Reforms Essay

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Purchasing must become Supply management

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Harvard Business Review, september-oktober 1983 Peter Kraljic

Purchasing Must Become Supply Management

Peter Kraljic

Harvard Business Review
No. 83509

SEPTEMBER–OCTOBER 1983

HBR
Peter Kraljic

Purchasing Must Become Supply Management

The stable way of business life many corporate purchasing departments enjoy has been increasingly imperiled. Threats of resource depletion and raw materials scarcity, political turbulence and government intervention in supply markets, intensified competition, and accelerating technological change have ended the days of no ...view middle of the document...

This reflects a long-term approach to supply security that other chemical companies like Dow Chemical in the United States and BASF in Europe have used to good advantage.

In many companies, purchasing, perhaps more than any other business function, is wedded to routine. Ignoring or accepting countless economic and political disruptions to their supply of materials, companies continue to negotiate annually with their established networks of suppliers or sources. But many purchasing managers’ skills and outlooks were formed 20 years ago in an era of relative stability, and they haven’t changed. Now, however, no company can allow purchasing to lag behind other departments in acknowledging and adjusting to worldwide environmental and economic changes. Such an attitude is not only obsolete but also costly. In this article, the author offers pragmatic advice on how top management can recognize the extent of its own supply weakness and treat it with a comprehensive strategy to manage supply. He leads the reader step by step from the roots of the problem to the implementation of a solution. Mr. Kraljic is a director in the Düsseldorf office of McKinsey & Company, Inc., the international consulting firm.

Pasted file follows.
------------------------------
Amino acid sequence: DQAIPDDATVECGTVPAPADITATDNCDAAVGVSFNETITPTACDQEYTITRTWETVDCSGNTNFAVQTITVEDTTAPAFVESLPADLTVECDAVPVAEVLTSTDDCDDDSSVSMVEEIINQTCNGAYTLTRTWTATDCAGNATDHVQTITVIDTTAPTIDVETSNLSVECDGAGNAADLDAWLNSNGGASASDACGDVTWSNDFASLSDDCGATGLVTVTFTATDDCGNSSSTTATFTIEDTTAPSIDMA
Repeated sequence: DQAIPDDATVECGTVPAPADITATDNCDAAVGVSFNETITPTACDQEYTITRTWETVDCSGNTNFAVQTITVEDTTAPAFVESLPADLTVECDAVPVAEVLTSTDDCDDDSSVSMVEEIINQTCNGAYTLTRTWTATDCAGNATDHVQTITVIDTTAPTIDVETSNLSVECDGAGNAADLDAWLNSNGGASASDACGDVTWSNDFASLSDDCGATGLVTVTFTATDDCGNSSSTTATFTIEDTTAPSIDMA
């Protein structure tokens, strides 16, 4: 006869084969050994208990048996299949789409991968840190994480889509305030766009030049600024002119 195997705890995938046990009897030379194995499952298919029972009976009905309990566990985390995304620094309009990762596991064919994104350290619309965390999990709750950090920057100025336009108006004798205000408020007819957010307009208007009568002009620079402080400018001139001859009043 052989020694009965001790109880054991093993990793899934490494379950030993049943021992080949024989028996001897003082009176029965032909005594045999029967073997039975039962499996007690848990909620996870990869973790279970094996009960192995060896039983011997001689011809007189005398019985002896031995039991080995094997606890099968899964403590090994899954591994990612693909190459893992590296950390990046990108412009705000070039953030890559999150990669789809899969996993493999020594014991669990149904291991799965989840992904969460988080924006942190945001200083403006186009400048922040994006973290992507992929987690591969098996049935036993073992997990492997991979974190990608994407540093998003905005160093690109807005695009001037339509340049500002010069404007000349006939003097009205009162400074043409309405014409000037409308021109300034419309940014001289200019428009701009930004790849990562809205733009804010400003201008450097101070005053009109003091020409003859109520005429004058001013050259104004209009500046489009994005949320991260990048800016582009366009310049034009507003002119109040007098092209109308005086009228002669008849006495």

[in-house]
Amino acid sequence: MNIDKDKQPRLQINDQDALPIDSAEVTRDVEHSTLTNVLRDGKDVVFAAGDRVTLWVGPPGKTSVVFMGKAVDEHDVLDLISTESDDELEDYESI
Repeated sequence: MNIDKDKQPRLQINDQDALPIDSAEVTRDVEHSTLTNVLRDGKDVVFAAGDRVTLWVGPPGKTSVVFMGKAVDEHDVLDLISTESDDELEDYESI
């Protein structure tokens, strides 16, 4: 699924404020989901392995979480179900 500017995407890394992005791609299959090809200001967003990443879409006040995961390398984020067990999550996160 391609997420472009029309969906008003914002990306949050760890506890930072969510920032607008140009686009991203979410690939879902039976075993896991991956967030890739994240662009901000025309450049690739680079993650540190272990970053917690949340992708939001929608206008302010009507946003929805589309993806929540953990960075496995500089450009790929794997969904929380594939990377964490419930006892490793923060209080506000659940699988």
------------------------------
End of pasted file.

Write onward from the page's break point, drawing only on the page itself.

Copyright © 1983 by the President and Fellows of Harvard College. All rights reserved

o Cabot Corporation, faced with growing scarcity of chromium, vanadium, niobium, titanium, and other metals critical to its operations, set up a mineral resources division that developed an overall corporate supply strategy and explored new options, ranging from the purchase of ore in the ground to the start-up of joint ventures for primary metal processing. Cabot also acquired a London-based trading company to supplement existing purchasing skills with special trading expertise and access to the London metals market. o U.S. auto manufacturers who customarily relied on domestic materials procurement are now reevaluating their supply schemes and broadening their scope of potential suppliers. Ford not only manufactures parts of its “world car,” Erika, in several foreign subsidiaries but also buys transmission axles from its Japanese subsidiary, Toyo Kogyo. Chrysler, which was sourcing 1.7-liter Omni engines from Volkswagen as long ago as 1978, now buys 2.6-liter engines from Mitsubishi. Predictions are that by 1990 the U.S. car industry will source 35% to 40% of its parts and components from abroad; 15 years ago it sourced only 5% from other countries. To ensure long-term availability of critical materials and components at competitive cost, a host of manufacturers will have to come to grips with the risks and complexities of global sourcing. Others that already source on a global basis must learn to cope with uncertainties and supply or price disruptions on an unprecedented scale. Instead of simply monitoring current developments, management must learn to make things happen to its own advantage. This calls for nothing less than a total change of perspective:...

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